JOHANNESBURG, South Africa, CMC – Chris Gayle was again sensational as West Indies incredibly pulled off the highest ever run chase in the history of Twenty20 Internationals, to beat South Africa by four wickets with four balls to spare, and clinch a winning 2-0 lead in the three-match series here yesterday.
The big-hitting opener top-scored with a stunning 90 off 41 balls to help West Indies overhaul South Africa’s 231 for seven and silence a capacity crowd which crammed into the Wanderers.
Gayle struck nine fours and seven sixes and put on a record 152 for the second wicket with Marlon Samuels who stroked a classy 60 from a mere 39 balls, with seven fours and two sixes.
Their heroics outshone South Africa’s captain Faf du Plessis who unfurled a classic 119 off 56 balls, his maiden T20 hundred, to guide the hosts to the fourth highest T20 International total, after they were sent in.
South Africa lost two early wickets but du Plessis counted 11 fours and five sixes and combined with David Miller, who struck 47 off 26 balls with four fours and three sixes, in an up tempo 105 for the third wicket.
The partnership was finally broken when Andre Russell ran out Miller at the non-striker’s end in the 11th over with the Windies running out of ideas, and du Plessis added a further 66 for the fifth wicket with Farhaan Behardien (8 not out), before he holed out at the end of the 19th over off pacer Jason Holder.
Seamer Dwayne Bravo (2-32) and Holder (2-40) finished with two wickets apiece.
Left with the challenge of re-writing history, the Windies seemed in danger of wasting the brilliance of Gayle and Samuels when they lost five wickets for 38 runs, slumping from 171 for one in the 14th over to 206 for six in the 18th.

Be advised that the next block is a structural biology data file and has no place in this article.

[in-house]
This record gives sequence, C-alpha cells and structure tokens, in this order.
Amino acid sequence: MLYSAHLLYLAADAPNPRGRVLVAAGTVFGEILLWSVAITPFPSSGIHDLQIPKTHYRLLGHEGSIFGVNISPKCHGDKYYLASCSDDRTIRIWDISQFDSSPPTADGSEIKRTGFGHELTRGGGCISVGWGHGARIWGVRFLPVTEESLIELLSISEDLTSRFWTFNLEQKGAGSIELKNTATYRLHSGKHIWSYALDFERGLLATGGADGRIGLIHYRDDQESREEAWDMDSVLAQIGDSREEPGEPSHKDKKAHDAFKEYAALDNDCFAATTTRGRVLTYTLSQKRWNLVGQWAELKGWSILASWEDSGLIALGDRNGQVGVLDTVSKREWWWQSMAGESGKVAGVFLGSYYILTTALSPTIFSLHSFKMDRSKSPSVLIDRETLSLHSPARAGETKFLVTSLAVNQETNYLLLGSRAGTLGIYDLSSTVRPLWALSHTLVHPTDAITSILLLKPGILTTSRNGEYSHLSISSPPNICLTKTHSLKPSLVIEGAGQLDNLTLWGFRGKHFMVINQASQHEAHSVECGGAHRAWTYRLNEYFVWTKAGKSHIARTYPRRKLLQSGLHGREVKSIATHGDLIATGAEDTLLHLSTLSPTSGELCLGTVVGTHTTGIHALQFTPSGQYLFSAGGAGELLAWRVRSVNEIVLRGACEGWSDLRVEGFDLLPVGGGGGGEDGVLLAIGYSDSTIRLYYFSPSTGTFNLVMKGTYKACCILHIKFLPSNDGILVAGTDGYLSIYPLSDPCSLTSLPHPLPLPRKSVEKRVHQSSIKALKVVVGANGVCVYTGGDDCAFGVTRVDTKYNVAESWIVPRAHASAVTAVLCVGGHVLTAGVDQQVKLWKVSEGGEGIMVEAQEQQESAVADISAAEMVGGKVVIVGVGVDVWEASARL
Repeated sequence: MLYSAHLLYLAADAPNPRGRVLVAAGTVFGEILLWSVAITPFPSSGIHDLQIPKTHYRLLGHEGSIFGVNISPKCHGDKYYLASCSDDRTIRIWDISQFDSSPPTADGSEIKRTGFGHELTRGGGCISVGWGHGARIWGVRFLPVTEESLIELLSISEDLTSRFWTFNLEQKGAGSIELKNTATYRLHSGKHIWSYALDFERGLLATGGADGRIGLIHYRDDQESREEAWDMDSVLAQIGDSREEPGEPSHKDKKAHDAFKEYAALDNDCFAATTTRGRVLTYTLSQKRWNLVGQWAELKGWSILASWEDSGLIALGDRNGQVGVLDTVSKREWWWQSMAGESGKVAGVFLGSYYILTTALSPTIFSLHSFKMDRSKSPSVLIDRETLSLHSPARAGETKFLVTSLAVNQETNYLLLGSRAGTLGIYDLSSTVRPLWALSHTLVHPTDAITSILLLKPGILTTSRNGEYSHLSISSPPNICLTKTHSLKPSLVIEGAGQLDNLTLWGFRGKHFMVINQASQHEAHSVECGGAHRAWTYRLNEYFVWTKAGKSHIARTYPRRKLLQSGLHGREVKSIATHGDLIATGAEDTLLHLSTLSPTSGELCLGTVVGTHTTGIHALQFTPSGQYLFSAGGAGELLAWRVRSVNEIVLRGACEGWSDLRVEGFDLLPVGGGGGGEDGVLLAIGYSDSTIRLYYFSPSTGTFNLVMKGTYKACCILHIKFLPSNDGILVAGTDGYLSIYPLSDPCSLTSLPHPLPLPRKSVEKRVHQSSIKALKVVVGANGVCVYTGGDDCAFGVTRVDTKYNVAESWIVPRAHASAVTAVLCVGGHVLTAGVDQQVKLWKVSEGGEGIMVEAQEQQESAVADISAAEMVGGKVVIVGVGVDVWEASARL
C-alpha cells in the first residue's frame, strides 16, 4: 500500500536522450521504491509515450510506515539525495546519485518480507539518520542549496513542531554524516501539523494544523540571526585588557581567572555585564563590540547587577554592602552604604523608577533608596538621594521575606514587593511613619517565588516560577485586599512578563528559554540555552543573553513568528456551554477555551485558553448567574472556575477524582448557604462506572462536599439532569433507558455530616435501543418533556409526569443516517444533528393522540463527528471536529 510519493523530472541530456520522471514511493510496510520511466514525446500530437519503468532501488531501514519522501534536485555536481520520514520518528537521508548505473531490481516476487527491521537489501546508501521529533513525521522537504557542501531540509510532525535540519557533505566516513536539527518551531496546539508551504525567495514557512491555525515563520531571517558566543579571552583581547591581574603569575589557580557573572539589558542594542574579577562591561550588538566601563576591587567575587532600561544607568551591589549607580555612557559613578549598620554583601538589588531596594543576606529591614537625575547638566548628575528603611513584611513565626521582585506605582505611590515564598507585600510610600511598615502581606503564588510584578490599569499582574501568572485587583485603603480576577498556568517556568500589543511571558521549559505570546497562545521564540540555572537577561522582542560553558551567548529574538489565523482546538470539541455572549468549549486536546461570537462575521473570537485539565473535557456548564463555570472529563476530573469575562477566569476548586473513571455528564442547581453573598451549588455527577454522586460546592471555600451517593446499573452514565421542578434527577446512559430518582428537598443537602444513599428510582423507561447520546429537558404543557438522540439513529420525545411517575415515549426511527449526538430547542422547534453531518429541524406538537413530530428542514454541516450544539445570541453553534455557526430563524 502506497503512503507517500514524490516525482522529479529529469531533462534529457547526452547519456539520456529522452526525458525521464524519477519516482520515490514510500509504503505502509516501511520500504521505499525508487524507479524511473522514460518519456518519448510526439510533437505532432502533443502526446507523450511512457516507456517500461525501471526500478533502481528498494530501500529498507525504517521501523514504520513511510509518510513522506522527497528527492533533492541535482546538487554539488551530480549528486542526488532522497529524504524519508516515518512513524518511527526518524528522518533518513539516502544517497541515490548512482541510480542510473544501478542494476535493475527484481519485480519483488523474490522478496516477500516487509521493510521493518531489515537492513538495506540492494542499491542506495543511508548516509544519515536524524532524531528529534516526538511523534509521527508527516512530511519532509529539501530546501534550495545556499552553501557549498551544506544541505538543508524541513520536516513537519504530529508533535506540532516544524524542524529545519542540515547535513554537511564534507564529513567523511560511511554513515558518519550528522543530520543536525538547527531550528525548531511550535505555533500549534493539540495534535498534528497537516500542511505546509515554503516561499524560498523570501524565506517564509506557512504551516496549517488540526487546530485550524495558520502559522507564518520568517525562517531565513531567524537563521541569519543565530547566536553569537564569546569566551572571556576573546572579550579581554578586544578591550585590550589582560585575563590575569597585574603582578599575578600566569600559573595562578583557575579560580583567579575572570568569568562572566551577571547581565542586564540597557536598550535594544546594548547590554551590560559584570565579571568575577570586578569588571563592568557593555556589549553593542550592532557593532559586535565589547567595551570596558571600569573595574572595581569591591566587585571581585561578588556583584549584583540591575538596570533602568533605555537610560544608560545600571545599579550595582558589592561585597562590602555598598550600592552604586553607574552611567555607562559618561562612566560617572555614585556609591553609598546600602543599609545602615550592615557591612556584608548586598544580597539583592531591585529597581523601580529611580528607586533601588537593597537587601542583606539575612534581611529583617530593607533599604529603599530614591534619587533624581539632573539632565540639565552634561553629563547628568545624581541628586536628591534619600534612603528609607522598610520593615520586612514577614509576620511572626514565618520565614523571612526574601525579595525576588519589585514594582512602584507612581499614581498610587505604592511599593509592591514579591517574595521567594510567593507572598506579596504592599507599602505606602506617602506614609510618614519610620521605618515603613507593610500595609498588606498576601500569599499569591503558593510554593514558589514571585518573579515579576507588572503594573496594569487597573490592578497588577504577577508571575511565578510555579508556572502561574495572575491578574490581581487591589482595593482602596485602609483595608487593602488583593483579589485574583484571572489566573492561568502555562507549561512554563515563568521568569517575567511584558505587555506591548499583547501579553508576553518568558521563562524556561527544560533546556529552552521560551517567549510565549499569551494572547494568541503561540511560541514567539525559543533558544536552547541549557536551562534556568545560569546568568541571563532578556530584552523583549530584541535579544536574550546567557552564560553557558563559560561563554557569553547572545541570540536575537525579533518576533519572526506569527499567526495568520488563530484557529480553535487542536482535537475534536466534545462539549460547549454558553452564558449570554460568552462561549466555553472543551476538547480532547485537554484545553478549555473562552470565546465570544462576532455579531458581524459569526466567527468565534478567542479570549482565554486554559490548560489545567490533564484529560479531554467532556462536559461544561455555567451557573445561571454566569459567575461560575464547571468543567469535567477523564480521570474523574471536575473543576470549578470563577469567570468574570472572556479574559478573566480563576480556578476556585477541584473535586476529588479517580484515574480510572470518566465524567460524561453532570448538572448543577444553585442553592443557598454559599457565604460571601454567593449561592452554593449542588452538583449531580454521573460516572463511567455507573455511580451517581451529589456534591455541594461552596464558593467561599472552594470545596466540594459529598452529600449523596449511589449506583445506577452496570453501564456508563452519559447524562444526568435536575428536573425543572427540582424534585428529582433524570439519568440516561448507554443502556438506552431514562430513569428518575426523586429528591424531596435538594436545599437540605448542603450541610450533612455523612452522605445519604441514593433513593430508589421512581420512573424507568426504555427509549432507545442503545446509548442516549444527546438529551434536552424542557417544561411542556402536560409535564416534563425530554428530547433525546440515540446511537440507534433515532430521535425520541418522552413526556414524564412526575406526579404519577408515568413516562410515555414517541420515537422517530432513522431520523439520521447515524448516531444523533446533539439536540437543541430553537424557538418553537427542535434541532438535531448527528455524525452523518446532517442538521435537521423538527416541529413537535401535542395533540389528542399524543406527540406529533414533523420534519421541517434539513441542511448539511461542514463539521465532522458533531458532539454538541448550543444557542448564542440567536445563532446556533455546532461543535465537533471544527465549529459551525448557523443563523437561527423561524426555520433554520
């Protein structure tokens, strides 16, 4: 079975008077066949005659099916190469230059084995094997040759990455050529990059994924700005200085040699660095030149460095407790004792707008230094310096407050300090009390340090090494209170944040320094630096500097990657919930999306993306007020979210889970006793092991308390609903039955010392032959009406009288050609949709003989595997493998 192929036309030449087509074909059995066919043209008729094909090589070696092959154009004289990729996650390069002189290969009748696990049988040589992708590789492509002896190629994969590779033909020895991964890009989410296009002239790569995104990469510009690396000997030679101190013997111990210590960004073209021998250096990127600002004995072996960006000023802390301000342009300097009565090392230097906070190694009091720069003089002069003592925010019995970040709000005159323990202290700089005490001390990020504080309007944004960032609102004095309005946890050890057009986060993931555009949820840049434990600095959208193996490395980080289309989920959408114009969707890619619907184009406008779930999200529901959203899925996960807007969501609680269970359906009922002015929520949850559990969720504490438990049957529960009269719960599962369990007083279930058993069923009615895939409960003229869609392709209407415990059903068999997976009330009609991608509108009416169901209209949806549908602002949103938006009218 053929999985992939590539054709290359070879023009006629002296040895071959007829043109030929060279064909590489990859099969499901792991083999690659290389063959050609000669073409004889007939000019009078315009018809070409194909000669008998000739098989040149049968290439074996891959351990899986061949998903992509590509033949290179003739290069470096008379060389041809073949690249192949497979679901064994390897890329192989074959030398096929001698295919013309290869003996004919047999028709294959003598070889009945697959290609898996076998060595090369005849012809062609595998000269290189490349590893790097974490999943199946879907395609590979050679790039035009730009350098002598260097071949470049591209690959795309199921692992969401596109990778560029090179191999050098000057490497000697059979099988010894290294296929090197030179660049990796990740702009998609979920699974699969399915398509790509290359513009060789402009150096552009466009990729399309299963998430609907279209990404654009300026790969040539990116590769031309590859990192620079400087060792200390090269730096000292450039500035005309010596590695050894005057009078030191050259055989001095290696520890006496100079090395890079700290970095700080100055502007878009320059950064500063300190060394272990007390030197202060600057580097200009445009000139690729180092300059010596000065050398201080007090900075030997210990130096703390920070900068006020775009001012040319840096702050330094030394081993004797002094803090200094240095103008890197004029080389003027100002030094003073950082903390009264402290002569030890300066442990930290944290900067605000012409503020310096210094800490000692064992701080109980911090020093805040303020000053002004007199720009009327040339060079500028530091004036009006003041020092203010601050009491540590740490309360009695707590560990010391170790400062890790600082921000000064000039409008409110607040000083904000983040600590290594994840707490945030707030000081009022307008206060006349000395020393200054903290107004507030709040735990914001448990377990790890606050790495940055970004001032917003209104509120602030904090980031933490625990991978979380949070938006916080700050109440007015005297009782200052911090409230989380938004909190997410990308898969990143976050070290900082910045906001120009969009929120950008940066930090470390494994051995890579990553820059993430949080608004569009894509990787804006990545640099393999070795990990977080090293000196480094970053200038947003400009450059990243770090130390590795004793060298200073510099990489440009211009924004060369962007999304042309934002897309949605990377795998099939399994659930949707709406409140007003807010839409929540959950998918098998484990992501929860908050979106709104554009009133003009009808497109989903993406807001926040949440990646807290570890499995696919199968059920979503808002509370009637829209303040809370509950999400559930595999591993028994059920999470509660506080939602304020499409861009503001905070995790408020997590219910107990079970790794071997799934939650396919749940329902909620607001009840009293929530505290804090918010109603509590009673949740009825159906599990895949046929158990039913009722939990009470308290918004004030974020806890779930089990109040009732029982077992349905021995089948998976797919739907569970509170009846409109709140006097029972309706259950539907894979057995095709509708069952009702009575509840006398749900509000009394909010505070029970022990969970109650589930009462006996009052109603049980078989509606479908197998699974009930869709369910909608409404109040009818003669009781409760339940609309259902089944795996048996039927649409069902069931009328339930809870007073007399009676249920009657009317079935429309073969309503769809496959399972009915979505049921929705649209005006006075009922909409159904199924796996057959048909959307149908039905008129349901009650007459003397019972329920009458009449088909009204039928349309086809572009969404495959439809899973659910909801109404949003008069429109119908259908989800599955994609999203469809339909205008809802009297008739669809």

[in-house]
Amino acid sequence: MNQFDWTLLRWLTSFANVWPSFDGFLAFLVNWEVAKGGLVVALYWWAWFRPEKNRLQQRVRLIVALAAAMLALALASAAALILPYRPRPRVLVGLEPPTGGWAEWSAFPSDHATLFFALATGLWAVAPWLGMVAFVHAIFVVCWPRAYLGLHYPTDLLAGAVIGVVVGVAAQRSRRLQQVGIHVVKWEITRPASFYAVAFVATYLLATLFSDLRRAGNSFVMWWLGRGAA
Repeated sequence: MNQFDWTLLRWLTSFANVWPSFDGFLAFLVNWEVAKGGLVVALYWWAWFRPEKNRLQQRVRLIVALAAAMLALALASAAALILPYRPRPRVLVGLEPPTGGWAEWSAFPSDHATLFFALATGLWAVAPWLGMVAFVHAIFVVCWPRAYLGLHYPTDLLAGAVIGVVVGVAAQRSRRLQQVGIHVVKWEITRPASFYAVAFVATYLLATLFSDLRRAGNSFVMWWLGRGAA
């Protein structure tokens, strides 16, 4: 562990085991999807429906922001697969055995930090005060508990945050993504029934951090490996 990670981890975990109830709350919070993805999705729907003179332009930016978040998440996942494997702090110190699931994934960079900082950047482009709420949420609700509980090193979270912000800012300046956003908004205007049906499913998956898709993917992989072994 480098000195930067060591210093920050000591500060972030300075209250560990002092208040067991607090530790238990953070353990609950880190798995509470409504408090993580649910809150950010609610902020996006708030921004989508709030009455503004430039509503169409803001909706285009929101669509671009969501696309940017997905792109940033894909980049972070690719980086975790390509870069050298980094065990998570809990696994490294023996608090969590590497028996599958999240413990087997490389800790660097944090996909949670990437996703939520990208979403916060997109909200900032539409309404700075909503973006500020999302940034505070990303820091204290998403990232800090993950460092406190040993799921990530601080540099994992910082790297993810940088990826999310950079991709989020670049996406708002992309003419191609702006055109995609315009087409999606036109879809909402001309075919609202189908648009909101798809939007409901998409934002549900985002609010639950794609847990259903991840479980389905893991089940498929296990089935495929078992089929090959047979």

But captain Darren Sammy uncorked a little cameo of 20 not out off seven balls, with two fours and a six, that lifted West Indies over the line.
The game, though, remained up for grabs with the Caribbean side requiring 21 runs from the last two overs only for Sammy and Denesh Ramdin (7 not out) to belt wayward speedster Kyle Abbott for 18 runs off the penultimate over.
With three runs needed from the last six balls and victory all but assured, Sammy finished the game in style by depositing fast bowler Marchant de Lange over the ropes at deep mid-wicket, to spark celebrations among the visitors.
Needing to score at nearly 12 an over to win, West Indies displayed their attacking intent from as early as the first over when Dwayne Smith gathered three fours off Abbott. He took another one off de Lange in the second over before missing the next delivery and falling lbw for 17.
Gayle and Samuels then launched an exhibition of stroke-play which left South Africa in disarray.
While Gayle struck the ball with brute force, Samuels was surgical in his execution, as they scored at a remarkable rate of 13 runs an over through the first ten overs.
The left-handed Gayle came to life in the third over bowled by Abbott. The first ball was a dot one but Gayle then crunched four consecutive off-side boundaries before finishing off with a six over mid-wicket.
Not to be left out, Samuels punched seamer David Wiese past mid-off for four in the next over and then struck him for a straight six to end the over – a shot that raised the Windies fifty off just 24 deliveries.
Gayle took another two fours and a six off Abbott in the fifth over that cost 15 runs while Samuels singlehandedly took another 16 from the sixth over from Wiese, as the first six overs gushed 86 runs.
A straight six off leg-spinner Imran Tahir’s third ball of the innings brought Gayle his second half-century in three days, and his 13th in T20 Internationals, and he quickly celebrated by tearing into Aaron Phangiso with two sixes and a four in the left-arm spinner’s second over.
The century stand – the best for any wicket against the Proteas in T20s – came off 43 balls in the ninth over and Samuels strolled to his half-century off 29 balls in the 13thover, before the partnership ended when Gayle missed a tired- looking dab to third man and was caught behind off Wiese (3-43).
Samuels followed nine balls later with seven runs added, holing out to long on in Wiese’s next over, and the customary collapse followed with Kieron Pollard (7), Andre Russell (14) and Bravo (10) all perishing cheaply as the game tilted South Africa’s way.
Sammy, however, kept his wits about him and pulled the innings around with a late flourish.